Southeast Asia, we will continue to see a bit fragmented market there with some demand for semis. We have, of course, the Astoria operating there now in the Philippines. US Gulf of Mexico, a bit of same picture that mostly for us, it will be deep water U.S., which is interesting. We've done a couple of jobs there in the past and more areas in the pipeline.

West Africa has been a quiet region for us for quite a considerable period of time. That is due to the fact that mostly you can operate there with simpler vessels and using an accommodation semi. And when we've been in the past, that has been in relation to larger projects typically run by oil majors. And now we've seen a little bit more of those actually coming back, so there might be a slight pickup in West Africa for the demand of our type of units.

Rest of the World day rates, again, this is bit comparing apples and pears as the operating costs are varying. But you see here the improvement in income for the Safe Concordia as she shifted over to the new contract earlier this year. High contract visibility and considering the normal outlook for this business, which is very much maintenance and modification driven, this is actually a very high contract visibility for us, still as you can see, we will have some gaps to fill in 2015 and 2016.

Converting this into order backlog numbers, you see there being a shift from the first and second quarter as the Letter of Intent from the TSV contract was firmed up, so the blue line is up, but we've also then consumed a little bit of firm contracts in that period, so the total value, including options now stands at US$2.2 billion.

So in summary, the order backlog is the best we've ever seen. New building projects are progressing really well. The key is the uncertainty related to what we as – see a short-term demand issue, as the long-term demand perspective looks reasonably intact. So we feel that all-in-all we are well positioned. We should be the best player in this segment and the challenges the market will see over the next few years may create some interesting opportunities for us.

So with that, we're happy to take questions, if there are any, yes.

Question-and-Answer Session

Haakon Amundsen – ABG Sundal Collier

Thank you. Haakon Amundsen from ABG. Just a quick question on the tax issue first, you said it was temporary, is that due to the mix as we go beyond these quarters, or what's the reason? Why the tax should come down, given the new tax regime?

Sven Børre Larsen

No, I mean, if you go into details on the tax cost, it’s – there are sort of certain incentives implied by the tax law that you cannot adopt to, but that takes a bit of time and will be a value to our existing contracts.

Haakon Amundsen – ABG Sundal Collier

Okay. Okay, thank you. And then with respect to the outlook on the dividend, is there any specific issues relating to visibility on the units that is the new builds that is coming on stream, that is weaker than you had like last quarter. For example, Zephyrus, that is leading to this i.e., certain issue relating to uncertainty about your operating cash flow, or is it because you see these opportunities in the long-term you want to build buffers for opportunities? What's kind of the driving force, is it the operational near-time side, or the long-term view here?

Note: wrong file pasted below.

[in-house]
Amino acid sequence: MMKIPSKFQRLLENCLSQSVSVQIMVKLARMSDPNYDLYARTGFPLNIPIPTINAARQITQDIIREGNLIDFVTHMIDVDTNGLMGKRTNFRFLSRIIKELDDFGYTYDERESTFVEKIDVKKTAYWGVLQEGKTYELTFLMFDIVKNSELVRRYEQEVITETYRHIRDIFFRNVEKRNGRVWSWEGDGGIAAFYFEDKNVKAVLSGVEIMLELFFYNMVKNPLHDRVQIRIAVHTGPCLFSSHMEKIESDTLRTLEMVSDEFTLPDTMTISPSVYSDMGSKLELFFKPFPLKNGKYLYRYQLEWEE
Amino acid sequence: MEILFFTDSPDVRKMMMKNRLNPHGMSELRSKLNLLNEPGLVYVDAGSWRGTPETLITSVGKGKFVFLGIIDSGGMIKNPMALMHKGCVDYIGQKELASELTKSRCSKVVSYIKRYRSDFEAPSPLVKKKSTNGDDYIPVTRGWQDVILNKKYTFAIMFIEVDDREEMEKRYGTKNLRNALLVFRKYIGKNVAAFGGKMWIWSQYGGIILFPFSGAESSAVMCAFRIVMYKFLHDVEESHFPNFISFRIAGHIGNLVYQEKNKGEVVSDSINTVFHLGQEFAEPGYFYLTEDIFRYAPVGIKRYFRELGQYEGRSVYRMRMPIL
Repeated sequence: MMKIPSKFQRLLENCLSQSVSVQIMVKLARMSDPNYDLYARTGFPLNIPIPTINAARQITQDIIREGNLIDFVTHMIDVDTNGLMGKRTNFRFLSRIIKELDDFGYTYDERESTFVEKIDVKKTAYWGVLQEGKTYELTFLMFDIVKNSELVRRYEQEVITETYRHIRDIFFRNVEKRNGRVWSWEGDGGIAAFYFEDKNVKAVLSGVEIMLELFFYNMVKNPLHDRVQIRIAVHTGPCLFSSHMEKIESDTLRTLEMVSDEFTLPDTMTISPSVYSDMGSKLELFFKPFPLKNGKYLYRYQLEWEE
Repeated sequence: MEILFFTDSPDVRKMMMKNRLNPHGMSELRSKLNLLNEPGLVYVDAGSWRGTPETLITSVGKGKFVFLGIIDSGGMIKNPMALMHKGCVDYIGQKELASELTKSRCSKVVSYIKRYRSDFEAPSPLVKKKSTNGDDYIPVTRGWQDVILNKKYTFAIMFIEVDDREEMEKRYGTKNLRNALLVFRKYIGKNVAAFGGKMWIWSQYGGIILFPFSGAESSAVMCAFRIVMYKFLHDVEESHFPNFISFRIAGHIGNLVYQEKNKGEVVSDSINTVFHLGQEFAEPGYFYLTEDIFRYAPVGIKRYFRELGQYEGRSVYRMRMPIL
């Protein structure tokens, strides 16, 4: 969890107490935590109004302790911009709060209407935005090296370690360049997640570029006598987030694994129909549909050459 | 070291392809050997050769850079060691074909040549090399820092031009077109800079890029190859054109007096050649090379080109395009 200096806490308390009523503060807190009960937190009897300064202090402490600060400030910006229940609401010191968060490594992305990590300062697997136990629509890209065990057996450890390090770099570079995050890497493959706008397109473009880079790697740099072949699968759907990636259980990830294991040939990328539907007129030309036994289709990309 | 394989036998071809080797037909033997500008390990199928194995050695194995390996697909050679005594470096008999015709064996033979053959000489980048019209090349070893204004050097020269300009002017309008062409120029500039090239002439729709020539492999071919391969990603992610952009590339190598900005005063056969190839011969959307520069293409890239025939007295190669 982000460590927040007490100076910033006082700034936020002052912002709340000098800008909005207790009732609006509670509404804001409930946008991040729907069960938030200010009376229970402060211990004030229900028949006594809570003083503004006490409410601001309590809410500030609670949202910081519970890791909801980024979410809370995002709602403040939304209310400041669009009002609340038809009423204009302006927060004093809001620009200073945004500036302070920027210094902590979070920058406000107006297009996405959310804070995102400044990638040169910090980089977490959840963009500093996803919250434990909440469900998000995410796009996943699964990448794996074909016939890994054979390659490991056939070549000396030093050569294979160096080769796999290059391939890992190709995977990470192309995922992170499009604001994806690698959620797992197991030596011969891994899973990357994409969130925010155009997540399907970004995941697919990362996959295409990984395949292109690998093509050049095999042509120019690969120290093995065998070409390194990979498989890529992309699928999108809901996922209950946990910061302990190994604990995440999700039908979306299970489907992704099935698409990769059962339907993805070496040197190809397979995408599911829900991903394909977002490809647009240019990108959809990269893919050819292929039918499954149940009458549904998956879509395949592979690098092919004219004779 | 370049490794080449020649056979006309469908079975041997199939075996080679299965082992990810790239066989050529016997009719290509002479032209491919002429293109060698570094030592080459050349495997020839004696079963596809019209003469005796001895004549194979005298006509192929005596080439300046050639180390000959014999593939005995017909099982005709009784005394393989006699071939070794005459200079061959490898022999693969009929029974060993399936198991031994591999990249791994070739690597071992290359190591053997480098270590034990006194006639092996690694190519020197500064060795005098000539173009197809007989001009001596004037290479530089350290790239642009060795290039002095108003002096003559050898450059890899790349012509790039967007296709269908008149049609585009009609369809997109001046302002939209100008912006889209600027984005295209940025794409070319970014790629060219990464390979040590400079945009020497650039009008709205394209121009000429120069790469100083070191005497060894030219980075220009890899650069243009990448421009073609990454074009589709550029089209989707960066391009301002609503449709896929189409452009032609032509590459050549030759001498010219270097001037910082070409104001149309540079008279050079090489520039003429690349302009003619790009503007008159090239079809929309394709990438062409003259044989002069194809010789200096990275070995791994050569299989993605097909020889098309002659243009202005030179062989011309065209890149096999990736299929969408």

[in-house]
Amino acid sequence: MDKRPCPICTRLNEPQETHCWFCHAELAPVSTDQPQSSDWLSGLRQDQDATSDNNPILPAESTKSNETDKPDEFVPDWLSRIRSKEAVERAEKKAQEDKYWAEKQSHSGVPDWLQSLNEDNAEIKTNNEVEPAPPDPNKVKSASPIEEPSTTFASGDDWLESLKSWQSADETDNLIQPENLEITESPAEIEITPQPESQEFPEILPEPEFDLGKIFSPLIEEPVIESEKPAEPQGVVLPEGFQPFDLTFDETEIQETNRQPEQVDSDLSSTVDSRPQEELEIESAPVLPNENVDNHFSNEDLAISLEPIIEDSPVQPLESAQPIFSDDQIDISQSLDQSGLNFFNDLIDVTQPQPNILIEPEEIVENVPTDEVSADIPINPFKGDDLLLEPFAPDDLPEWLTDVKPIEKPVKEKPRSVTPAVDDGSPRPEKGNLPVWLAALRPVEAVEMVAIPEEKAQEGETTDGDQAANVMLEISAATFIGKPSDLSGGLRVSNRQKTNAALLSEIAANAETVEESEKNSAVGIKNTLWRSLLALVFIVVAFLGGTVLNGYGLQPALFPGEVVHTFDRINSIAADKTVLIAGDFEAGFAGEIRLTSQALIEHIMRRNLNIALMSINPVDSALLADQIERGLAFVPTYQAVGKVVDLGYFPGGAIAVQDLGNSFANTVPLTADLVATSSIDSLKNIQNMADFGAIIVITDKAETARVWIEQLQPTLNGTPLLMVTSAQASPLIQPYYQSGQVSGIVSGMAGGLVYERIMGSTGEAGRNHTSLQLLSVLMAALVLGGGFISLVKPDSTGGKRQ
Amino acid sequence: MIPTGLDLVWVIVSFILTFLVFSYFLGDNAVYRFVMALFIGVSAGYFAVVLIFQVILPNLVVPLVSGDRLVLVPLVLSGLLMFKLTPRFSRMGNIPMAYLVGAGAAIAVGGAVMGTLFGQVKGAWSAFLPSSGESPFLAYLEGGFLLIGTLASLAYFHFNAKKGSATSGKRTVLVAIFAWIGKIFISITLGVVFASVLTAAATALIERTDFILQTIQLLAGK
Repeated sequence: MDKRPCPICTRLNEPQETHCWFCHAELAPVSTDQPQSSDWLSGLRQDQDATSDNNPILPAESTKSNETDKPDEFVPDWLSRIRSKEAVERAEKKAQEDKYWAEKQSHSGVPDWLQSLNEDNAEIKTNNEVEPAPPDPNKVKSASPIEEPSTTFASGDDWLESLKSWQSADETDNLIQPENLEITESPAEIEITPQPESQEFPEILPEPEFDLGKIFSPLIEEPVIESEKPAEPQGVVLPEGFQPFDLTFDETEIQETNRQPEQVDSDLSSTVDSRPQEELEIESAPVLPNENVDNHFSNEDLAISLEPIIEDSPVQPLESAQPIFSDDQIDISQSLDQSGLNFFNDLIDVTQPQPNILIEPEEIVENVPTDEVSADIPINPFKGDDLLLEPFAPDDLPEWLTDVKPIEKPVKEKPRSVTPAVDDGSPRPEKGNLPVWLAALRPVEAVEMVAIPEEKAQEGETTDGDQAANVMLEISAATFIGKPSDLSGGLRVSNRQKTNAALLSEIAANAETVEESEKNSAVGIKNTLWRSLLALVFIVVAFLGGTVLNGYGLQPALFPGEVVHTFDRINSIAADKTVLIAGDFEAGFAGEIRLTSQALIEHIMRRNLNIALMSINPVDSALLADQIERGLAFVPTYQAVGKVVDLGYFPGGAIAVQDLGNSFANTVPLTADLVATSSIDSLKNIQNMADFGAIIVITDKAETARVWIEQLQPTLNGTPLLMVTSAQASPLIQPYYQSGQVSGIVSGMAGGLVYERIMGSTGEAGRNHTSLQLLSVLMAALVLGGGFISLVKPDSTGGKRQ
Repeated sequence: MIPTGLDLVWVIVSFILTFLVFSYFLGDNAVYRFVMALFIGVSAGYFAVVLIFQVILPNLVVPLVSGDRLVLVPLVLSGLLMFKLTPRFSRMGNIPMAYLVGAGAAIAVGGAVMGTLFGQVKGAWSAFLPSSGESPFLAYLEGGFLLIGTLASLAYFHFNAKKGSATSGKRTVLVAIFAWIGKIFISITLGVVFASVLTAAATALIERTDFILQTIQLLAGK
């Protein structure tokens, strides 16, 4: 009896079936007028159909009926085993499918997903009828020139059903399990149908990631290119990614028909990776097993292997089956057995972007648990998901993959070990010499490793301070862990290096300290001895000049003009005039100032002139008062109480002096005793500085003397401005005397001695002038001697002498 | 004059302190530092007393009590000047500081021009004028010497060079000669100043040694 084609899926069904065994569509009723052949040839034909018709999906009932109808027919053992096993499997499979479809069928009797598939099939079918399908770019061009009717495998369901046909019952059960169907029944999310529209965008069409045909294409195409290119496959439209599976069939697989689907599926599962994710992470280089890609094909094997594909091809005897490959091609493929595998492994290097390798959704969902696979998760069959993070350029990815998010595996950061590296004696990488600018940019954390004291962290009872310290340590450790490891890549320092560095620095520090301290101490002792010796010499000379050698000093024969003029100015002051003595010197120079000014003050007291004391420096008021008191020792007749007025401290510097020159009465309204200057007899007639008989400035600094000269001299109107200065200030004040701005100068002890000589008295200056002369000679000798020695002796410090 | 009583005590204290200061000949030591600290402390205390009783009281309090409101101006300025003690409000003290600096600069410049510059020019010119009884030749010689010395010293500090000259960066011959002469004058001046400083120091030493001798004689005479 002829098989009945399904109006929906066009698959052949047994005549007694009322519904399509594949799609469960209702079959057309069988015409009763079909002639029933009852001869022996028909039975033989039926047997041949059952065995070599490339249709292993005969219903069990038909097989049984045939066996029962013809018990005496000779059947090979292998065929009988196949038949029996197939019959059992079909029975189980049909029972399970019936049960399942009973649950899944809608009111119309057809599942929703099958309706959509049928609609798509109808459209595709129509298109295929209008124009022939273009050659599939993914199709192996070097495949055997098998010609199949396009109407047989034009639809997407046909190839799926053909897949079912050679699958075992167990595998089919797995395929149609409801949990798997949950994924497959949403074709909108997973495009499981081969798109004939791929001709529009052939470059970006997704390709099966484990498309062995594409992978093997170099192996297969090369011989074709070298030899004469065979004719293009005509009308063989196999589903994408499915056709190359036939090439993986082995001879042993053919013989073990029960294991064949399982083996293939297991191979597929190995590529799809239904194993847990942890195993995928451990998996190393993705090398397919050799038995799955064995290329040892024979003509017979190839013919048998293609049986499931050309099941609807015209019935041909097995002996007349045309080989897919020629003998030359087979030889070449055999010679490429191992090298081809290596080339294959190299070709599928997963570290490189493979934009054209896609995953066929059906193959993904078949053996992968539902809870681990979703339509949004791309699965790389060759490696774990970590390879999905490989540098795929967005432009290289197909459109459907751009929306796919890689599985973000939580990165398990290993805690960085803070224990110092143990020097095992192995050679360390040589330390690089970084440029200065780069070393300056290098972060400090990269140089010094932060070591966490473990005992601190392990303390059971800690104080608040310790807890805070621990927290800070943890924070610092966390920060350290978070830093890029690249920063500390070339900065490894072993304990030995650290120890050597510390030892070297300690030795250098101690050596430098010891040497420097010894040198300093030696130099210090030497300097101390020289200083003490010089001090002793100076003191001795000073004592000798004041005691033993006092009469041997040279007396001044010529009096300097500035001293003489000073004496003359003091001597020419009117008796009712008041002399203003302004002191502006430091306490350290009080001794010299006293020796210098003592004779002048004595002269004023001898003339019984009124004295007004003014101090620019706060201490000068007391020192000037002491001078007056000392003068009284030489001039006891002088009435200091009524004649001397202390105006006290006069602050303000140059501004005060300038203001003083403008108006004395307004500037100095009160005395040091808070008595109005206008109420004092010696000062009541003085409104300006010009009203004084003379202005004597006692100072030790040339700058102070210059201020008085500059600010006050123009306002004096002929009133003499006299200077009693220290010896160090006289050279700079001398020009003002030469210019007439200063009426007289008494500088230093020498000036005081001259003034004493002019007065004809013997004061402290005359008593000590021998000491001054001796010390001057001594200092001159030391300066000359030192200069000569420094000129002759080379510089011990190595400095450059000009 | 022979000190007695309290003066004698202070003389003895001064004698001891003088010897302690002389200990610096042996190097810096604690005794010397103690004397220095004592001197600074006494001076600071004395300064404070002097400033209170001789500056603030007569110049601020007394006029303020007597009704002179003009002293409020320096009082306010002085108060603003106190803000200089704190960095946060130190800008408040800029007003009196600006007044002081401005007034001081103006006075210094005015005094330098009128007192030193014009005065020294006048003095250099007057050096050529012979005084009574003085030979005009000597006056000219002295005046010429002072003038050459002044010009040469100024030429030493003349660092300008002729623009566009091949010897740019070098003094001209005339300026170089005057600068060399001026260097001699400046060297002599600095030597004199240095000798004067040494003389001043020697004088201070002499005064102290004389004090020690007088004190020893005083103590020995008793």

Karl Ronny Klungtvedt

And for all of the new builds they are progressing well technically and we are seeing contract opportunities for all of them. So that picture hasn’t changed recently. What we are looking at is just seeing the general offshore industries slowing down a bit. And in the past, we've seen sometimes that it impacts us and sometimes it doesn’t, so for us it’s just saying, okay, there might be something happening that could impact us, so let us also have a look at that.

Haakon Amundsen – ABG Sundal Collier

Okay. Thank you.

Johan Ström – Carnegie

Johan Ström, Carnegie. Just a follow-up on that, when you're giving yourself this short-term period of the reassessment of the outlook, how long do you see that period go? Is this a couple of years, or quarters to assess the dividend outlook?

Karl Ronny Klungtvedt

That one is difficult to say, all we've sort of promised that is the board will look at that situation and see if there was a need for a temporary reduction in dividend, so that one is difficult to call upon just now. But I think if we take it parallel to the – well the post-2008 situation that was a pretty aggressive, defensive move by the oil companies. And there we saw that for a period of year-and-a-half, we basically won very little contracts. But this is not yet what we're seeing now. We're just seeing a slow down, so we're just turning out the sign of caution that we may need to be a bit more defensive for a period of time.

Johan Ström – Carnegie

Thank you. And, on – I think you mentioned a couple of opportunities in Brazil in the report. Could you elaborate a little bit on that and the development in the ongoing tenders there, for example?

Karl Ronny Klungtvedt